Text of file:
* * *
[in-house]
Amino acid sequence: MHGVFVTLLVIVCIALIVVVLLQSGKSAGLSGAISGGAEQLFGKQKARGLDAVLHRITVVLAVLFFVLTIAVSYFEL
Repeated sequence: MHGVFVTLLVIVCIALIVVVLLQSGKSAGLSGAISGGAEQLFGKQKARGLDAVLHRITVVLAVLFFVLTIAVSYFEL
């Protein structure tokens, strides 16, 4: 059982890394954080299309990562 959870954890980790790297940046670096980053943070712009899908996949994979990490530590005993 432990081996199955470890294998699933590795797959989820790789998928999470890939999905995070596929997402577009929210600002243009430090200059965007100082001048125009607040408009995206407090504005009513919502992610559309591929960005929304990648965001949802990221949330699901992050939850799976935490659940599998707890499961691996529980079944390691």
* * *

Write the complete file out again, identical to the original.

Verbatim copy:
[in-house]
Amino acid sequence: MHGVFVTLLVIVCIALIVVVLLQSGKSAGLSGAISGGAEQLFGKQKARGLDAVLHRITVVLAVLFFVLTIAVSYFEL
Repeated sequence: MHGVFVTLLVIVCIALIVVVLLQSGKSAGLSGAISGGAEQLFGKQKARGLDAVLHRITVVLAVLFFVLTIAVSYFEL
């Protein structure tokens, strides 16, 4: 059982890394954080299309990562 959870954890980790790297940046670096980053943070712009899908996949994979990490530590005993 432990081996199955470890294998699933590795797959989820790789998928999470890939999905995070596929997402577009929210600002243009430090200059965007100082001048125009607040408009995206407090504005009513919502992610559309591929960005929304990648965001949802990221949330699901992050939850799976935490659940599998707890499961691996529980079944390691």